Museo Nazionale degli Strumenti Musicali

The history

The National Museum of Musical Instruments, inaugurated in 1924, is located a short distance from the Basilica of San Giovanni in Laterano and Termini Station and is almost adjacent to Piazza Santa Croce in Gerusalemme. Surrounded by a green area on which stand the archaeological remains of the Imperial Palace (Sessorio), the Castrense Amphitheatre and the Circus of Heliogabalus, it is immersed in an atmosphere of silence and peace.

The collection

The Museum, the only one of its kind in the world, houses an enormous quantity of musical instruments ranging from the archaeological period to the Futurist period. There are around three thousand pieces, eight hundred of which are on display. Most of the instruments preserved here come from the private collection of Evan Gorga, an Italian tenor, who owned around thirty collections of the most diverse objects, but certainly the collection of musical instruments was the most important. To him Italian culture must be grateful for having contributed to the preservation of an enormous artistic and cultural heritage that would otherwise have been lost.

The first collection was later joined by an incredible series of rare and precious instruments, so that there are now more than 3,000 pieces ranging from antiquity to the end of the 18th century, sections of popular instruments from all over the world and toy-instruments.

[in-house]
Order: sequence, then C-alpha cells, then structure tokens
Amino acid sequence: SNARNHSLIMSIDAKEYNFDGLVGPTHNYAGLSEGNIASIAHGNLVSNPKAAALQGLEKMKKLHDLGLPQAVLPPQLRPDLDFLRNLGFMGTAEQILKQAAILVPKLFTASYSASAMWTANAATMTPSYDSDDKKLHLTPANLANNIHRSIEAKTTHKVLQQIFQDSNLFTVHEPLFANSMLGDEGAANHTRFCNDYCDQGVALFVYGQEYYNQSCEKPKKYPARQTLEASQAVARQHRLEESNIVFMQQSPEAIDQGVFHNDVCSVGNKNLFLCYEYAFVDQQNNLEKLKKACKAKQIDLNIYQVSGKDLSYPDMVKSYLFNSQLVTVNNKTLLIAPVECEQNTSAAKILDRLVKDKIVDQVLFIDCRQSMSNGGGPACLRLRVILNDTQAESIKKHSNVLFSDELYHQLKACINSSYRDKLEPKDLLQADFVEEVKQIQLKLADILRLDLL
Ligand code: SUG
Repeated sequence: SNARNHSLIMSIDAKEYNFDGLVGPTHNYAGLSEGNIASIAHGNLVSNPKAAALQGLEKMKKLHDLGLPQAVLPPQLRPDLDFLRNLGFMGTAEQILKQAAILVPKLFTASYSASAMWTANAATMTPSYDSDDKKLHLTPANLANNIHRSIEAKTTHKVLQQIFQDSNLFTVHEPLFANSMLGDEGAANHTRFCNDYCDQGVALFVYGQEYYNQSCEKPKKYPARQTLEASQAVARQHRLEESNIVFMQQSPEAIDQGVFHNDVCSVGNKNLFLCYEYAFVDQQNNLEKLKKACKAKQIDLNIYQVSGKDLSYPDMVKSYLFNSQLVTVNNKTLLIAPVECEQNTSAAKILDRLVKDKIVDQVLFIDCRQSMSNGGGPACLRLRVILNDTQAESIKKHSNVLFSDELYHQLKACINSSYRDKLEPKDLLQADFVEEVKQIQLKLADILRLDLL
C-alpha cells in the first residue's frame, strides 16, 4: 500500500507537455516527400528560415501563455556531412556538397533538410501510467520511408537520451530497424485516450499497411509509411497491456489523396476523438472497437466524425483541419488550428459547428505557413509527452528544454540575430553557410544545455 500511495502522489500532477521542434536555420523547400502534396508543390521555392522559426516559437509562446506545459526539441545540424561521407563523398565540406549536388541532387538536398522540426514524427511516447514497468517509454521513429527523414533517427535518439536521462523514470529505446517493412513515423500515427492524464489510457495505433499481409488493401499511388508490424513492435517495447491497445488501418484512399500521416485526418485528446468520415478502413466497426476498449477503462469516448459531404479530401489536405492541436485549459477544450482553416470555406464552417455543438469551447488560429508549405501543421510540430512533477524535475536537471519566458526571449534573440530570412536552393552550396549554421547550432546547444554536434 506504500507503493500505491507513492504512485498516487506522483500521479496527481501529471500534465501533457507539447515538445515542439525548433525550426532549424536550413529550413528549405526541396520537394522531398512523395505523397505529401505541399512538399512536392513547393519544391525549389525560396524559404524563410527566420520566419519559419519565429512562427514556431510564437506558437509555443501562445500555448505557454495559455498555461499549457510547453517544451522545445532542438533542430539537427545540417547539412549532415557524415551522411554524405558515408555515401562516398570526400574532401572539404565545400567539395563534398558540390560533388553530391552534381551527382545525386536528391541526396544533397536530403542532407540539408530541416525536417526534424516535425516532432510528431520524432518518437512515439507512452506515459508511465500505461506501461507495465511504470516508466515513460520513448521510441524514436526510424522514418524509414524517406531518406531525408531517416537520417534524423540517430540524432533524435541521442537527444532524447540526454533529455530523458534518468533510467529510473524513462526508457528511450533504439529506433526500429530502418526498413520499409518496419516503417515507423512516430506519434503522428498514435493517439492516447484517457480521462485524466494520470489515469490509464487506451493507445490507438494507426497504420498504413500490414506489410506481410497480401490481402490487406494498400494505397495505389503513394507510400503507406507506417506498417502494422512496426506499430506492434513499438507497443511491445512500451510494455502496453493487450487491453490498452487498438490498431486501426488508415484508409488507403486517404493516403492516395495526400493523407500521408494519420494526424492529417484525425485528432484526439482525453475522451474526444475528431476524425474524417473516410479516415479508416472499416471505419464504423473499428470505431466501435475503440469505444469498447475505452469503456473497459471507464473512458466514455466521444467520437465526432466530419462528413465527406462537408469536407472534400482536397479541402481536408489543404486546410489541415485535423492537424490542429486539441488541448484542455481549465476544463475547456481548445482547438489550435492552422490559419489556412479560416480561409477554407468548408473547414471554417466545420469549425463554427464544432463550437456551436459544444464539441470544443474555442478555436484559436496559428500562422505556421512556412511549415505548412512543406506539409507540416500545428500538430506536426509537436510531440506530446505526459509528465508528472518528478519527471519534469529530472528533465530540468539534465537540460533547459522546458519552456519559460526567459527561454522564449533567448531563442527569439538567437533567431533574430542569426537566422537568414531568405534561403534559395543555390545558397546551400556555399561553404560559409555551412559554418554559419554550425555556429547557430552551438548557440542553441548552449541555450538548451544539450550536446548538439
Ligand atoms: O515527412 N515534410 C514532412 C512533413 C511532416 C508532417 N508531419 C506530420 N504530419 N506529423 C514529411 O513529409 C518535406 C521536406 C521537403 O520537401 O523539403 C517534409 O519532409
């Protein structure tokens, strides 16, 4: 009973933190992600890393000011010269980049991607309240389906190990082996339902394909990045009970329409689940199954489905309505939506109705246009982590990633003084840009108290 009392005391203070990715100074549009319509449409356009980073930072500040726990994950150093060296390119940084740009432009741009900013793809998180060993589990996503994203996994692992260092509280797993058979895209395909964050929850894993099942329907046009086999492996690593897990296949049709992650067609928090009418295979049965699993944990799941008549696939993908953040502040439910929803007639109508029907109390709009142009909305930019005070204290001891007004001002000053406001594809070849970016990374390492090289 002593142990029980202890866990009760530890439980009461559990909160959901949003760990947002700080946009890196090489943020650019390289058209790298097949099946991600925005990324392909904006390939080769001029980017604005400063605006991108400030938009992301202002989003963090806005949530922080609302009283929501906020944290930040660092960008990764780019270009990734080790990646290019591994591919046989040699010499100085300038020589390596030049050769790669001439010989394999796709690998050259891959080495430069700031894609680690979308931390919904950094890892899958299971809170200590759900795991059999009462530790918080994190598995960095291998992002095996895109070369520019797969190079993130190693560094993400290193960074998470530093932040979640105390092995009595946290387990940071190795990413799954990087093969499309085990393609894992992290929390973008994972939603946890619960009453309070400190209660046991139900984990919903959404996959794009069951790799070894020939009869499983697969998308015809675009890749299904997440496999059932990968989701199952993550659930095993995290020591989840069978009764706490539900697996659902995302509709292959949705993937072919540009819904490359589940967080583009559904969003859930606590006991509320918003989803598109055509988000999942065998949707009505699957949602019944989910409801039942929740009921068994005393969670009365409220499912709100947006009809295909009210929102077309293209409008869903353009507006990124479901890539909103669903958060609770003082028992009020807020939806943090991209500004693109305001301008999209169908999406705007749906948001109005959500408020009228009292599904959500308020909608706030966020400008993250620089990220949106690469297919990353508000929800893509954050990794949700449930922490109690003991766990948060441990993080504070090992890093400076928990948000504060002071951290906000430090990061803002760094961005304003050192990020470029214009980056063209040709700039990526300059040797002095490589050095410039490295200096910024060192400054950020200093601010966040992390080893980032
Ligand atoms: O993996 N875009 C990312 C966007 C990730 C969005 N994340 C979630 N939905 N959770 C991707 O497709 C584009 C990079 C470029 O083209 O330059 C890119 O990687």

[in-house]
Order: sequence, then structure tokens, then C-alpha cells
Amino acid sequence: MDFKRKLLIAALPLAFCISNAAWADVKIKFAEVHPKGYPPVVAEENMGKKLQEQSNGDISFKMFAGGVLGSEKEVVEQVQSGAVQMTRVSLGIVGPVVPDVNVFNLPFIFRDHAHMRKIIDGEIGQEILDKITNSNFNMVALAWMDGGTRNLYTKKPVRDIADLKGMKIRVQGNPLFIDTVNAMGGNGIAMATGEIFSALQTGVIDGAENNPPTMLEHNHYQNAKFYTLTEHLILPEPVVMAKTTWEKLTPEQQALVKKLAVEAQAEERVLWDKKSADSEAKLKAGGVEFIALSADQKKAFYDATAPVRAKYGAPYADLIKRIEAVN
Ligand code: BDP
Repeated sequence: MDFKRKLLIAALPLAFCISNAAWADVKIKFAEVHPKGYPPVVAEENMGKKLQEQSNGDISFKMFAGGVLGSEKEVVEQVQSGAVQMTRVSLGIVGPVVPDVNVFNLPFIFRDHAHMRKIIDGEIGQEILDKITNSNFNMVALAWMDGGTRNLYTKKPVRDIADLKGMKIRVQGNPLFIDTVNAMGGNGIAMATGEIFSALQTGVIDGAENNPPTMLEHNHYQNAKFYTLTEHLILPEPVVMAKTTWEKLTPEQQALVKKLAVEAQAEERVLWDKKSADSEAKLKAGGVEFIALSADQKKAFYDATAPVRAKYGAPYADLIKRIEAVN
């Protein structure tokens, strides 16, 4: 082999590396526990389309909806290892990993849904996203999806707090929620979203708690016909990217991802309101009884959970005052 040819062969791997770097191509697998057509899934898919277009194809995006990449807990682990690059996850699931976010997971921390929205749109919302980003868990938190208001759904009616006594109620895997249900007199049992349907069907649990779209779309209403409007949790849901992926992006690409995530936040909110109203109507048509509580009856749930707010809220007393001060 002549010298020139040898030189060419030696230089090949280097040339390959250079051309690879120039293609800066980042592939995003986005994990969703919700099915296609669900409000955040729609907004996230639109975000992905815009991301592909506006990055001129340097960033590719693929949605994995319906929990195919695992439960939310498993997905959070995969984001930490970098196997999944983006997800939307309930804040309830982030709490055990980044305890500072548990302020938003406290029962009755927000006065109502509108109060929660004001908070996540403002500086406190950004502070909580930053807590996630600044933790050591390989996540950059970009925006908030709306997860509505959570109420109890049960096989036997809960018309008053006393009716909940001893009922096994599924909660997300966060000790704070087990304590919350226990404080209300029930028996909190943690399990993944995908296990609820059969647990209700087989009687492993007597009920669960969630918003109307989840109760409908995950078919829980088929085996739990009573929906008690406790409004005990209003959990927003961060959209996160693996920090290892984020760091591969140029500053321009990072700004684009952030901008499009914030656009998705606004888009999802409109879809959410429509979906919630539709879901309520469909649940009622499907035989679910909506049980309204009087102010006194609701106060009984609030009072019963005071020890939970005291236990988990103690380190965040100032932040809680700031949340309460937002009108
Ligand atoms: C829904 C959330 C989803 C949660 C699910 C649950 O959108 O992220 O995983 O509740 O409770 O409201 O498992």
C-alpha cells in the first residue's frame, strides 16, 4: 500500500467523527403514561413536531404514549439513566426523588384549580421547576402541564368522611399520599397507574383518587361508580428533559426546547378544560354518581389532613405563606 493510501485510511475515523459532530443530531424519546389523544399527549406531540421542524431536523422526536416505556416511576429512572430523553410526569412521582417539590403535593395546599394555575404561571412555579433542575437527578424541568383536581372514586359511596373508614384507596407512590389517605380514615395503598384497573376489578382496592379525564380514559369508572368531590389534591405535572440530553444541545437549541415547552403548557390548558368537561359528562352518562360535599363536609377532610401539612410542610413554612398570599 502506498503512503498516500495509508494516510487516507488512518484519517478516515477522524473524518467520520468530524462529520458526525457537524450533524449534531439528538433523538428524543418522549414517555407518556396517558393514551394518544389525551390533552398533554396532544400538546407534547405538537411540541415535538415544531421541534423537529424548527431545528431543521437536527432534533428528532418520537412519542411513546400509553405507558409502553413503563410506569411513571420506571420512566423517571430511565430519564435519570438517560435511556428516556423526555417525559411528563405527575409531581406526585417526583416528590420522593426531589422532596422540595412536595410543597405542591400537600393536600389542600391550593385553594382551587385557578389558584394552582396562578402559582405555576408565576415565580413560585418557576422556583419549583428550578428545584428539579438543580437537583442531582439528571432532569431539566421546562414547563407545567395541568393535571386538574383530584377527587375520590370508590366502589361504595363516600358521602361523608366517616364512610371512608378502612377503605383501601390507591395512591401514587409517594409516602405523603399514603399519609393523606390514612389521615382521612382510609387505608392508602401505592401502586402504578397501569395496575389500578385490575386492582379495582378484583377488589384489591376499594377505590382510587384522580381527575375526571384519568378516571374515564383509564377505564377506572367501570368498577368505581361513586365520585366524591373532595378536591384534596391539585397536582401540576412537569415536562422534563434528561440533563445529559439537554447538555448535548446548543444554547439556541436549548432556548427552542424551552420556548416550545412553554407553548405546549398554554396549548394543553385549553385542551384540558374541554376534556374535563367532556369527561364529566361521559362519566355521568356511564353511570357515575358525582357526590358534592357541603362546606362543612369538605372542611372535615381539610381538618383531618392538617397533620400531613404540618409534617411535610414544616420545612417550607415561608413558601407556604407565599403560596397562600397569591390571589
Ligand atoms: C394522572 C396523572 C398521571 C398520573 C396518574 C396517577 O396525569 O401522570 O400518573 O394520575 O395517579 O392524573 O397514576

The museum also houses the salon-studio of the musician and composer Giovanni Sgambati (1841-1914), originally located in Piazza di Spagna at number 93.
For several decades, the Roman master’s salon-studio was a cultural coterie of international significance, frequented by famous musicians, artists and the likes of Gabriele D’Annunzio, Richard Wagner and Franz Liszt as well as the sculptors Ezechiel and Ettore Ximenes. It was the meeting point where the Roman Piano School was formed, which had the famous Hungarian musician and composer Listz as its mentor and teacher.

Among the jewels in the collection are: the first piano in history designed and built by Bartolomeo Cristofori from Padua between 1722 and 1723, the famous Barberini harp (coeval), a model harpsichord in lacquered and gilded wood with Tritons and Nereids from the 17th century, several instruments that belonged to Benedetto Marcello, a trumpet from 1461, the oldest German harpsichord in the world dating back to 1537 by Hans Muller, a series of positive organs, two very rare rectangular pianos from the 18th century as well as an instrument built and painted by Giacomo Balla called ‘Ciac-ciac’ by him.

Photo: Photo: restoration, Museo Nazionale degli Strumenti Musicali, Rome

Piazza di Santa Croce in Gerusalemme, Rome, RM, Italy
Opening hours:

Tuesday to Sunday from 9.30 a.m. to 7.30 p.m.

Closing time:

Monday

Average visit time:

1 hour

Books and guides

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